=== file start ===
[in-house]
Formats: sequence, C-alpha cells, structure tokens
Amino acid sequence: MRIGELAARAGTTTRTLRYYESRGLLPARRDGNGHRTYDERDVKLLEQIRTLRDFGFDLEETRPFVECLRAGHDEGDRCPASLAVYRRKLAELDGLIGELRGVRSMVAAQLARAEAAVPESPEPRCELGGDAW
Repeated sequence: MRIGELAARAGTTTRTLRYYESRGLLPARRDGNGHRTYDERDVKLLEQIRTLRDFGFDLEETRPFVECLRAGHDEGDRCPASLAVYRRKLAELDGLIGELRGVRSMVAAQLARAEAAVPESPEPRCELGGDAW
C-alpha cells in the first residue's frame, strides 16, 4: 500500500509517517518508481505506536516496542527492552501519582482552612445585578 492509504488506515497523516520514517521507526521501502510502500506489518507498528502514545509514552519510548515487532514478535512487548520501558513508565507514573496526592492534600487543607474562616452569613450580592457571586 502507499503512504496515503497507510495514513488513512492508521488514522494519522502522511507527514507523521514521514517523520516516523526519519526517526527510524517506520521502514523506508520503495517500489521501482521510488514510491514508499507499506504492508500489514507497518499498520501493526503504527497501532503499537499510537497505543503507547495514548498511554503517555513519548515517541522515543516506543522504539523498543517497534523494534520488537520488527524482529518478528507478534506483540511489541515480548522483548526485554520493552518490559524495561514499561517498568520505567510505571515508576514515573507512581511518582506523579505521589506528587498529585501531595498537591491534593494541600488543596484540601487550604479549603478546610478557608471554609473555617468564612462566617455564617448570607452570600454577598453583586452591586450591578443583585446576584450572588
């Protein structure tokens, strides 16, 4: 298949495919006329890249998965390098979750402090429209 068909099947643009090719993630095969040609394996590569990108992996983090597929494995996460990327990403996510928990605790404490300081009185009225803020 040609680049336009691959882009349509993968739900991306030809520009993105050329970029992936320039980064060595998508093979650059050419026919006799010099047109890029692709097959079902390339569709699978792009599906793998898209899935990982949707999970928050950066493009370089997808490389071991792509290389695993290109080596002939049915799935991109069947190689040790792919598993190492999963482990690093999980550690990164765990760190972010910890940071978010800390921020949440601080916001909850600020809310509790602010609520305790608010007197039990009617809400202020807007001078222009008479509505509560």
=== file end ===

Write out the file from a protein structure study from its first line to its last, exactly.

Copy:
[in-house]
Formats: sequence, C-alpha cells, structure tokens
Amino acid sequence: MRIGELAARAGTTTRTLRYYESRGLLPARRDGNGHRTYDERDVKLLEQIRTLRDFGFDLEETRPFVECLRAGHDEGDRCPASLAVYRRKLAELDGLIGELRGVRSMVAAQLARAEAAVPESPEPRCELGGDAW
Repeated sequence: MRIGELAARAGTTTRTLRYYESRGLLPARRDGNGHRTYDERDVKLLEQIRTLRDFGFDLEETRPFVECLRAGHDEGDRCPASLAVYRRKLAELDGLIGELRGVRSMVAAQLARAEAAVPESPEPRCELGGDAW
C-alpha cells in the first residue's frame, strides 16, 4: 500500500509517517518508481505506536516496542527492552501519582482552612445585578 492509504488506515497523516520514517521507526521501502510502500506489518507498528502514545509514552519510548515487532514478535512487548520501558513508565507514573496526592492534600487543607474562616452569613450580592457571586 502507499503512504496515503497507510495514513488513512492508521488514522494519522502522511507527514507523521514521514517523520516516523526519519526517526527510524517506520521502514523506508520503495517500489521501482521510488514510491514508499507499506504492508500489514507497518499498520501493526503504527497501532503499537499510537497505543503507547495514548498511554503517555513519548515517541522515543516506543522504539523498543517497534523494534520488537520488527524482529518478528507478534506483540511489541515480548522483548526485554520493552518490559524495561514499561517498568520505567510505571515508576514515573507512581511518582506523579505521589506528587498529585501531595498537591491534593494541600488543596484540601487550604479549603478546610478557608471554609473555617468564612462566617455564617448570607452570600454577598453583586452591586450591578443583585446576584450572588
């Protein structure tokens, strides 16, 4: 298949495919006329890249998965390098979750402090429209 068909099947643009090719993630095969040609394996590569990108992996983090597929494995996460990327990403996510928990605790404490300081009185009225803020 040609680049336009691959882009349509993968739900991306030809520009993105050329970029992936320039980064060595998508093979650059050419026919006799010099047109890029692709097959079902390339569709699978792009599906793998898209899935990982949707999970928050950066493009370089997808490389071991792509290389695993290109080596002939049915799935991109069947190689040790792919598993190492999963482990690093999980550690990164765990760190972010910890940071978010800390921020949440601080916001909850600020809310509790602010609520305790608010007197039990009617809400202020807007001078222009008479509505509560």